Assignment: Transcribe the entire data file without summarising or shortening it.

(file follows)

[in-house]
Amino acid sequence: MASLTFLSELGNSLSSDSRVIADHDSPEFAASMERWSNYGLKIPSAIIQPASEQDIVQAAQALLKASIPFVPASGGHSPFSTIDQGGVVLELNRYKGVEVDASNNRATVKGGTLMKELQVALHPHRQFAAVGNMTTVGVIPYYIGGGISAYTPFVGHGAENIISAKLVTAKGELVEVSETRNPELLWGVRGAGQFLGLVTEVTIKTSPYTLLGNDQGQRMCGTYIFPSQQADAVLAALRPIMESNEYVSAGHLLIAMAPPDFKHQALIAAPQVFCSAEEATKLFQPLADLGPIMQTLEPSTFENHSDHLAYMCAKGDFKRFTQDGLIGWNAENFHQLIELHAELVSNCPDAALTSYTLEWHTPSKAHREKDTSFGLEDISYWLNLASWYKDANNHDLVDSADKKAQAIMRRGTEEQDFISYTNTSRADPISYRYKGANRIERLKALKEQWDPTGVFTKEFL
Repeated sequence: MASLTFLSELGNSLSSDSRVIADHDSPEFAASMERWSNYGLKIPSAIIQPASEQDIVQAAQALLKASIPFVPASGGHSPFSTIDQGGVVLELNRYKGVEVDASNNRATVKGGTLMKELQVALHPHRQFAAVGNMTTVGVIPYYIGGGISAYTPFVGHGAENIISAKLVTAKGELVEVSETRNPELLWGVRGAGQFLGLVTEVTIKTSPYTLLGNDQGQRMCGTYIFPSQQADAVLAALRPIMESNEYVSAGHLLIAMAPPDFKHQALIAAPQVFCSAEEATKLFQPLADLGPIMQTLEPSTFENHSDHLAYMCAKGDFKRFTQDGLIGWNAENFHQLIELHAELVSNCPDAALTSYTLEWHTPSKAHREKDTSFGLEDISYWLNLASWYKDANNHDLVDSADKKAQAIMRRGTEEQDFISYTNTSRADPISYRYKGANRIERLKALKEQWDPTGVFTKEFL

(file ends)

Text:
[in-house]
Amino acid sequence: MASLTFLSELGNSLSSDSRVIADHDSPEFAASMERWSNYGLKIPSAIIQPASEQDIVQAAQALLKASIPFVPASGGHSPFSTIDQGGVVLELNRYKGVEVDASNNRATVKGGTLMKELQVALHPHRQFAAVGNMTTVGVIPYYIGGGISAYTPFVGHGAENIISAKLVTAKGELVEVSETRNPELLWGVRGAGQFLGLVTEVTIKTSPYTLLGNDQGQRMCGTYIFPSQQADAVLAALRPIMESNEYVSAGHLLIAMAPPDFKHQALIAAPQVFCSAEEATKLFQPLADLGPIMQTLEPSTFENHSDHLAYMCAKGDFKRFTQDGLIGWNAENFHQLIELHAELVSNCPDAALTSYTLEWHTPSKAHREKDTSFGLEDISYWLNLASWYKDANNHDLVDSADKKAQAIMRRGTEEQDFISYTNTSRADPISYRYKGANRIERLKALKEQWDPTGVFTKEFL
Repeated sequence: MASLTFLSELGNSLSSDSRVIADHDSPEFAASMERWSNYGLKIPSAIIQPASEQDIVQAAQALLKASIPFVPASGGHSPFSTIDQGGVVLELNRYKGVEVDASNNRATVKGGTLMKELQVALHPHRQFAAVGNMTTVGVIPYYIGGGISAYTPFVGHGAENIISAKLVTAKGELVEVSETRNPELLWGVRGAGQFLGLVTEVTIKTSPYTLLGNDQGQRMCGTYIFPSQQADAVLAALRPIMESNEYVSAGHLLIAMAPPDFKHQALIAAPQVFCSAEEATKLFQPLADLGPIMQTLEPSTFENHSDHLAYMCAKGDFKRFTQDGLIGWNAENFHQLIELHAELVSNCPDAALTSYTLEWHTPSKAHREKDTSFGLEDISYWLNLASWYKDANNHDLVDSADKKAQAIMRRGTEEQDFISYTNTSRADPISYRYKGANRIERLKALKEQWDPTGVFTKEFL